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Mark Spanogle



est active bankers in the north Platte valley and one of the best known men in Morrill county, having been cashier of the Bridgeport bank for twenty years. Ever since his arrival in Bridgeport he has taken an active part in the development of this section of the Panhandle; has been an indefatigable worker for the opening up of the valley; stood behind all movements for progress in all the varied industries of the county; and has helped turn the wheels of enterprise for the good of his community and Morrill county.
   Though practically a native of Nebraska, as he has spent the greatest part of his life in this state, Mr. Spanogle was born in Lewiston, Mifflin county, Pennsylvania, April 27, 1868, the son of Andrew and Margaret (Rice) Spanogle, who came west in 1879, reaching Hamilton county; Nebraska, on March 4th of that year. As a young boy Mr. Spanogle had attended school in his native state and after accompanying his parents to the new home in the west, he attended the frontier schools maintained in Hamilton county at that time, thus completing his elementary education. When only nineteen years of age he began his business career as bookkeeper in a bank at Phillips, Nebraska, in 1887. Having a natural aptitude for finance, he was rapidly advanced and, in 1892, was elected manager of the bank of Phillips, though very young to hold such a responsible position. From first entering the financial circles of the state Mr. Spanogle's career has been marked by executive ability, initiative, self-reliance, and progressiveness. His high standing has gained him popular confidence and esteem, which has furthered the success of every bank with which he has been associated.
   Matriculating in the law department of Drake University, Des Moines, Iowa, in 1892, Mr. Spanogle took this course with the idea of fitting himself still further for his business. He received his degree in 1894 and located in Clay county to practice law. Three years later he was elected county attorney of Clay county, serving in that office until the expiration of his term. In 1901, Mr. Spanogle came to the Panhandle, as he had long believed that this section of the state had a great future. Locating in Bridgeport, in August of that year, he was elected cashier of the Bridgeport bank on September 1st, a position which he has since continuously filled. Just two years after settling in the valley, Mr. Spanogle was elected attorney of Cheyenne county in 1903. Within a short period he became one of the organizers of the Union State bank of Broadwater, Nebraska, and, in 1917, was elected its president.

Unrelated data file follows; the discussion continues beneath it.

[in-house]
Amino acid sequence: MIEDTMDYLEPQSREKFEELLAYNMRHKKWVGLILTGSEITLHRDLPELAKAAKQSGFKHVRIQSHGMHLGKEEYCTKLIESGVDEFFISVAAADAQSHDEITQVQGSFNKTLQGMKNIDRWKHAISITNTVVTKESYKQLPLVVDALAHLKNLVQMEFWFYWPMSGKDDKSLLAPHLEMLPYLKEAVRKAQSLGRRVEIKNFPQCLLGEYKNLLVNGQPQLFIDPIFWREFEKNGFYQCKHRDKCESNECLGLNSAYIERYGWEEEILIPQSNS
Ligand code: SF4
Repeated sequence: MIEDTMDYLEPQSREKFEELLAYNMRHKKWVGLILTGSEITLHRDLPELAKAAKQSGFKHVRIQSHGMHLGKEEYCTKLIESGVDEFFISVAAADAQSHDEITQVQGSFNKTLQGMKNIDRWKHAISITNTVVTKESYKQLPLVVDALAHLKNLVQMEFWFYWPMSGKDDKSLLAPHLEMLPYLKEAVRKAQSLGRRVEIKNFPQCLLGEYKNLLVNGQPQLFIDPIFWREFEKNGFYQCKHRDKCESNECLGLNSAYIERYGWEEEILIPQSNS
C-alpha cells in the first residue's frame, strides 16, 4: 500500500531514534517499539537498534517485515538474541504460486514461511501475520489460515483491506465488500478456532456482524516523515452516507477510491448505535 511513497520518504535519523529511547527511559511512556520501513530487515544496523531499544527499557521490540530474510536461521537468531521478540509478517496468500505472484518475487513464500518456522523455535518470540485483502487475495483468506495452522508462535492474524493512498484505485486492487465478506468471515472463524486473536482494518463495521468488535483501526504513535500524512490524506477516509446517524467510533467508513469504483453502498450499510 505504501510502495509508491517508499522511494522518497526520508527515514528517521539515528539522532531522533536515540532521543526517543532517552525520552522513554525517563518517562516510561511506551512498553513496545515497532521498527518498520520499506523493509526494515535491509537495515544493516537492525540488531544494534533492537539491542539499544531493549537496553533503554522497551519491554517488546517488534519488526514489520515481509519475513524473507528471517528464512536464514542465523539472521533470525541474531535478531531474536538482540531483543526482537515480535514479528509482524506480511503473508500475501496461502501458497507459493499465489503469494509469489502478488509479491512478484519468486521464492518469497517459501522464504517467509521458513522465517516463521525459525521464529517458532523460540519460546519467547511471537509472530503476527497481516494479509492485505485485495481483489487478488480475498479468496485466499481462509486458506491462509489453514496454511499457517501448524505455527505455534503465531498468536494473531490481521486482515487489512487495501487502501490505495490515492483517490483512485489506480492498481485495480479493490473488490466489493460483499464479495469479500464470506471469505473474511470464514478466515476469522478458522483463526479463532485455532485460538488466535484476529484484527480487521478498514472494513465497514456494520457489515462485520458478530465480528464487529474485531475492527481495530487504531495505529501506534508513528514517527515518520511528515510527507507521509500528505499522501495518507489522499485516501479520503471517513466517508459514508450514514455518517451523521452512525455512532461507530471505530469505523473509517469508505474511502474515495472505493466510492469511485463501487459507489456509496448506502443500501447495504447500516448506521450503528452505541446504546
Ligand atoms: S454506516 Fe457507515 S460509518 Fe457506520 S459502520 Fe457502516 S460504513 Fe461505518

Mr. Spanogle is the pioneer banker of the north Platte valley and his influence here has been wide and of great value to the people; for his policies have ever been constructive and of benefit in the development of every community where he has banking interests.
   When the question of dividing Cheyenne county came up, Mr. Spanogle was made chairman of the campaign committee which worked for the erection of Morrill county as a separate unit of the state. This was a long, hard fight and it was due to the able work and administrative ability of the chairman that in the end it was settled in an amicable manner. The new county was erected and no hard feeling remained between the people of old Cheyenne county and new Morrill county, and their relations have been cordial and happy ever since. When the selection of the seat of justice came up for Morrill county, Bayard made a hard fight for it and again Mr. Spanogle was called on to head the campaign to secure it for Bridgeport. It was due to his able management that Bridgeport became the county seat, and an easy winner in the contest.